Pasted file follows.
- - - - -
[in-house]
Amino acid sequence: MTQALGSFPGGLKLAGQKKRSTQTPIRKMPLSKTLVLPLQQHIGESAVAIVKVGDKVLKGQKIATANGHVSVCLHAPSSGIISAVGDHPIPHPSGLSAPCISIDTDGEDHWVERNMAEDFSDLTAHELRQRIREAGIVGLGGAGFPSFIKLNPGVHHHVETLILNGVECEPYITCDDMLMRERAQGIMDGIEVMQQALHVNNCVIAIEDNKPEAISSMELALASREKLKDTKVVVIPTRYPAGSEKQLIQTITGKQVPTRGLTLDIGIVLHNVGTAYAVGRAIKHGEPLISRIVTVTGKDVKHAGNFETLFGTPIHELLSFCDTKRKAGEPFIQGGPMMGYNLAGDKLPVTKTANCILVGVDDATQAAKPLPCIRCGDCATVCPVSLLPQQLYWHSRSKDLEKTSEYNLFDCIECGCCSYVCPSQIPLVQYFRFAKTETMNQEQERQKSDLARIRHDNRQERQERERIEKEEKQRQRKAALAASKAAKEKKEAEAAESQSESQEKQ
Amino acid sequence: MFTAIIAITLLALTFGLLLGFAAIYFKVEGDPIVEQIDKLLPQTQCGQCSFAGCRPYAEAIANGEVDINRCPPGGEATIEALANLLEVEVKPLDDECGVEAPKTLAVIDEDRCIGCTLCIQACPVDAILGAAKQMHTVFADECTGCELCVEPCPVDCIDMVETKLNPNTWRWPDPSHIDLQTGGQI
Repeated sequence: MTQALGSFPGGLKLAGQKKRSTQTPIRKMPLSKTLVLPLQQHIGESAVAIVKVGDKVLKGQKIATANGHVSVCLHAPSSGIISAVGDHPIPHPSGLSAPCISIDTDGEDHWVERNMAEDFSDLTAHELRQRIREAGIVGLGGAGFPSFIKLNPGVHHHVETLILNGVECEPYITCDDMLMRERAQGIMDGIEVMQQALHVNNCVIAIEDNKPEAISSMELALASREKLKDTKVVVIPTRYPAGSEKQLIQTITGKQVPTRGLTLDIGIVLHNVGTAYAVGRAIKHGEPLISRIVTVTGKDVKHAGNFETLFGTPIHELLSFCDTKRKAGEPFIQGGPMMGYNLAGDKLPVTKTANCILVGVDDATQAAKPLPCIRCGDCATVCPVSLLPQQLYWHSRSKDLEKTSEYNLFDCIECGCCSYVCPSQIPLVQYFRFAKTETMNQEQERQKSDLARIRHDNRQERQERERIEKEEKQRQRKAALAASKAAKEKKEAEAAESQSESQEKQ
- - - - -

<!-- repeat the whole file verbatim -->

[in-house]
Amino acid sequence: MTQALGSFPGGLKLAGQKKRSTQTPIRKMPLSKTLVLPLQQHIGESAVAIVKVGDKVLKGQKIATANGHVSVCLHAPSSGIISAVGDHPIPHPSGLSAPCISIDTDGEDHWVERNMAEDFSDLTAHELRQRIREAGIVGLGGAGFPSFIKLNPGVHHHVETLILNGVECEPYITCDDMLMRERAQGIMDGIEVMQQALHVNNCVIAIEDNKPEAISSMELALASREKLKDTKVVVIPTRYPAGSEKQLIQTITGKQVPTRGLTLDIGIVLHNVGTAYAVGRAIKHGEPLISRIVTVTGKDVKHAGNFETLFGTPIHELLSFCDTKRKAGEPFIQGGPMMGYNLAGDKLPVTKTANCILVGVDDATQAAKPLPCIRCGDCATVCPVSLLPQQLYWHSRSKDLEKTSEYNLFDCIECGCCSYVCPSQIPLVQYFRFAKTETMNQEQERQKSDLARIRHDNRQERQERERIEKEEKQRQRKAALAASKAAKEKKEAEAAESQSESQEKQ
Amino acid sequence: MFTAIIAITLLALTFGLLLGFAAIYFKVEGDPIVEQIDKLLPQTQCGQCSFAGCRPYAEAIANGEVDINRCPPGGEATIEALANLLEVEVKPLDDECGVEAPKTLAVIDEDRCIGCTLCIQACPVDAILGAAKQMHTVFADECTGCELCVEPCPVDCIDMVETKLNPNTWRWPDPSHIDLQTGGQI
Repeated sequence: MTQALGSFPGGLKLAGQKKRSTQTPIRKMPLSKTLVLPLQQHIGESAVAIVKVGDKVLKGQKIATANGHVSVCLHAPSSGIISAVGDHPIPHPSGLSAPCISIDTDGEDHWVERNMAEDFSDLTAHELRQRIREAGIVGLGGAGFPSFIKLNPGVHHHVETLILNGVECEPYITCDDMLMRERAQGIMDGIEVMQQALHVNNCVIAIEDNKPEAISSMELALASREKLKDTKVVVIPTRYPAGSEKQLIQTITGKQVPTRGLTLDIGIVLHNVGTAYAVGRAIKHGEPLISRIVTVTGKDVKHAGNFETLFGTPIHELLSFCDTKRKAGEPFIQGGPMMGYNLAGDKLPVTKTANCILVGVDDATQAAKPLPCIRCGDCATVCPVSLLPQQLYWHSRSKDLEKTSEYNLFDCIECGCCSYVCPSQIPLVQYFRFAKTETMNQEQERQKSDLARIRHDNRQERQERERIEKEEKQRQRKAALAASKAAKEKKEAEAAESQSESQEKQ